River Derwent - Above the bridge at New Norfolk
Min size: 220 mm Bag limit: 5 Method: All methods (bait, lures and flies) Season: 7/8/2021 - 1/5/2022
River Derwent - Below the bridge at New Norfolk
Min size: 220 mm Bag limit: 5 Method: All methods (bait, lures and flies) Season: All Year
|05/08/2021||3||Brown Trout||unspecified||852||Diploid||Liawenee Canal, yingina/Great Lake||Wild|
|View stocking history...|
The first brown trout introduced to the southern hemisphere were hatched at the Salmon Ponds on the Plenty River, a tributary of the River Derwent, in 1864 and released into the wild the following year. A wild population of brown trout are maintained in the River Derwent and its tributaries through natural recruitment. Sea-run trout are a feature with small numbers of rainbow trout and Atlantic salmon present. The estuarine section of the River Derwent is described as the best black bream fishery in Australia.
The River Derwent rises at Lake St. Clair and flows south to Hobart. This information refers to a 75km section of the river from Gretna to just downstream of the Bowen Bridge in Hobart's northern suburbs.
Recreational Fish Management
The River Derwent is managed as a wild fishery sustained through natural recruitment. The River Derwent is also managed as a recreational whitebait fishery. Separate rules and regulations apply to whitebait. Check the IFS website for details.
Disabled Access: There is disabled access at the New Norfolk Esplanade and Masons Point. Both locations have a platform specifically designed for disabled access.
There is a pontoon/platform at Austins Ferry, Millbrook Rise, Prince of Wales Bay & Windsor Corner to aid anglers launching and boarding boats.
Recreational anglers have a responsibility to look after fisheries resources for the benefit of the environment and future generations.
Do not bring live or dead fish, fish products, animals or aquatic plants Tasmania.
Do not bring used fishing gear or any other freshwater recreational equipment that may be damp, wet or contain water into Tasmania. Check, Clean and Dry your fishing equipment before entering Tasmania.
Do not transfer any freshwater fish, frogs, tadpoles. invertebrates, or plants between inland waters.
Check your boat, trailer, waders and fishing gear for weed and other pests that should not be transferred before moving between waters.
Do not use willow (which is a plant pest) as a rod support as it has the ability to propogate from a cutting.
Above Bridgewater Bridge.
The River Derwent has its headwaters at Lake St. Clair and meanders down through to New Norfolk via several dammed Hydro Tasmania storages. A variety of fishing can be found along its' length. The tidal reaches commence at Lawitta above New Norfolk and become increasingly estuarine as it approaches the Bridgewater Bridge. Sea run trout can be caught up to the base of Meadowbank Dam, the first of many dams as you travel upstream.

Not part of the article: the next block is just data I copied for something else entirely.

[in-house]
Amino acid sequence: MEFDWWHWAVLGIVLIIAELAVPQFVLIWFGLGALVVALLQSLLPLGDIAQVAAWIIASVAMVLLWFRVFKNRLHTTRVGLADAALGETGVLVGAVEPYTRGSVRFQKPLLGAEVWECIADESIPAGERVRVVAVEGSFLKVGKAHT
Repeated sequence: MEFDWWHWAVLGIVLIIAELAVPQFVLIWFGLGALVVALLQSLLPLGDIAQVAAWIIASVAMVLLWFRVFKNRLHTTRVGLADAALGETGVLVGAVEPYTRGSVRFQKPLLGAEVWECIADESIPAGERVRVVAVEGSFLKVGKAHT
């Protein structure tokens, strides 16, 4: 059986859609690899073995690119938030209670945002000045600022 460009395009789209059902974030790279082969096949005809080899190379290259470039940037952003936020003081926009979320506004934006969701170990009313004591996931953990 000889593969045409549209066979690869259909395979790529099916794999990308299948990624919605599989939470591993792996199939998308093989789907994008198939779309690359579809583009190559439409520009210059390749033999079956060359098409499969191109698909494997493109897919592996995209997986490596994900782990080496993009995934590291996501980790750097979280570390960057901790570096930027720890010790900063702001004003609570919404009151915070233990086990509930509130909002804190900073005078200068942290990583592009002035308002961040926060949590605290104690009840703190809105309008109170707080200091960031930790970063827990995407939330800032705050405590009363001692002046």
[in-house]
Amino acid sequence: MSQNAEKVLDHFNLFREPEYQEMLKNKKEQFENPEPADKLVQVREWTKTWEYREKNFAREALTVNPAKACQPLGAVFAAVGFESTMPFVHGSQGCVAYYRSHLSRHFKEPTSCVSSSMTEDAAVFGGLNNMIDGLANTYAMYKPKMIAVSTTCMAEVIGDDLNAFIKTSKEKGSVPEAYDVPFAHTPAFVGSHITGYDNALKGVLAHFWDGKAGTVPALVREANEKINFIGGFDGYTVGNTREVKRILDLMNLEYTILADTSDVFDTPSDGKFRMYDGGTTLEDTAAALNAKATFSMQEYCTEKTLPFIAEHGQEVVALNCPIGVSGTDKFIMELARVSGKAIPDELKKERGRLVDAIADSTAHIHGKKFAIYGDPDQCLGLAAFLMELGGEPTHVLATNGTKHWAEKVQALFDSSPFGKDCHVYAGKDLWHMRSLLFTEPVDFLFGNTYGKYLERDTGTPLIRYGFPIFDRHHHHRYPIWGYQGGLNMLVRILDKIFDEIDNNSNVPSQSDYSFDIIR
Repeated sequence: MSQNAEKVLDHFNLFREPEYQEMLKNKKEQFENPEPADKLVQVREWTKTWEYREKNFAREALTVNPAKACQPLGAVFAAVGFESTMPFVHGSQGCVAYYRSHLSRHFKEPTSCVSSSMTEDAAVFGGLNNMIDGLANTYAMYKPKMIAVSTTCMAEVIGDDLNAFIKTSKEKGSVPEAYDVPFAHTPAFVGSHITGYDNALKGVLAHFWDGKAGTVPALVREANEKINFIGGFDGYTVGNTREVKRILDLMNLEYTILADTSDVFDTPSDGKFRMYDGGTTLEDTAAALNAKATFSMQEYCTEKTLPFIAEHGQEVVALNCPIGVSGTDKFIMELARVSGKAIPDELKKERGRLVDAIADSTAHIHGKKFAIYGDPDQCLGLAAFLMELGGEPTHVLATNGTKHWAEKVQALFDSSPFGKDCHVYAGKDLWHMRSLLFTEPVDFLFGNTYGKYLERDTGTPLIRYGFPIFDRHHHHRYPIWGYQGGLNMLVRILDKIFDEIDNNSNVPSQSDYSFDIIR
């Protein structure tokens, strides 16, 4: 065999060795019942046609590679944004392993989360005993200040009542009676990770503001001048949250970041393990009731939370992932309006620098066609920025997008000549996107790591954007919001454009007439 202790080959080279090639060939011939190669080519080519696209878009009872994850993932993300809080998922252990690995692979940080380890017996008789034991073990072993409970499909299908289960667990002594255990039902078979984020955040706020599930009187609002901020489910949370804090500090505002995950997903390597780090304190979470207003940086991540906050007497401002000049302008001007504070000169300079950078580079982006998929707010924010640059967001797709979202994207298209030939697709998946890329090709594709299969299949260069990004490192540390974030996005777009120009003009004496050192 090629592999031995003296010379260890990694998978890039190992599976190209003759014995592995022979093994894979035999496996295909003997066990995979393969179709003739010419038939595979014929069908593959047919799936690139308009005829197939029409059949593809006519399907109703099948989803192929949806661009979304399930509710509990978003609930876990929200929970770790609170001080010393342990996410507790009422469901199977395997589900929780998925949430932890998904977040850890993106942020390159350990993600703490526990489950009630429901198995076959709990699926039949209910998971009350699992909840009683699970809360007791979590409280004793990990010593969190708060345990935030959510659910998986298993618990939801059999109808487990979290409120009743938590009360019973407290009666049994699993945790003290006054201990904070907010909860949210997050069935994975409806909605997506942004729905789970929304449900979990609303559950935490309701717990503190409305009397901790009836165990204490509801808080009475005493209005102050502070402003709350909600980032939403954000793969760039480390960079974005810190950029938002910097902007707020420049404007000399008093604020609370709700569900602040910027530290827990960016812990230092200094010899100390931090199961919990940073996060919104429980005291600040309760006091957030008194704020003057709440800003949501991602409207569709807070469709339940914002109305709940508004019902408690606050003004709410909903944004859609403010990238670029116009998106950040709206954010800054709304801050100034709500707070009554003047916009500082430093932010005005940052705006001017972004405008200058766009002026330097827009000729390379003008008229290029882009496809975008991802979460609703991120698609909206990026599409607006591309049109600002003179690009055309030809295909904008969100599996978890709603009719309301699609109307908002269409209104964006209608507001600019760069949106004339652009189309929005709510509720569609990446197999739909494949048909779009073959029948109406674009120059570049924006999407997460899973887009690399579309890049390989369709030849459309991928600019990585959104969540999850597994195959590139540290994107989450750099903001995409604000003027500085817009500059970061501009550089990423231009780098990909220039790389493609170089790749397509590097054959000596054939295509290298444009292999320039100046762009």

Below Bridgewater Bridge.
Below the Bridgewater Bridge the true Derwent Estuary starts. There are access points from Kingston to Granton on the western shore and from Tranmere to Bridgewater on the eastern shore. Sea run trout can be found in this stretch of river peaking during September in the upper estuary. Resident brown are also readily available particularly outside of the summer months. Bream fishing is popular and productive throughout the estuary.
Native Fish Management
Australian grayling are present in the River Derwent and are wholly protected species. River blackfish are also present upstream of New Norfolk.
Pest Fish Management
The pest fish, redfin perch (Perca fluviatilis) and tench (Tinca tinca) inhabit the Derwent catchment. If either of these species are caught, anglers are asked to humanely kill the captured fish and dispose of appropriately.
DO NOT EAT ANY BREAM FROM THE RIVER DERWENT.
All fish contain a small amount of mercury - even those from the open ocean. This influences how much you can safely eat. If you eat fish caught in the RIver Derwent downstream from New Norfolk it is best to avoid eating fish from other sources in the same week. Fish, including trout, should not be eaten TWICE a week*
*Some people should further limit their consumption to ONCE a week.
Pregnant and breastfeeding women and women planning to become pregnant
Children aged six years and younger.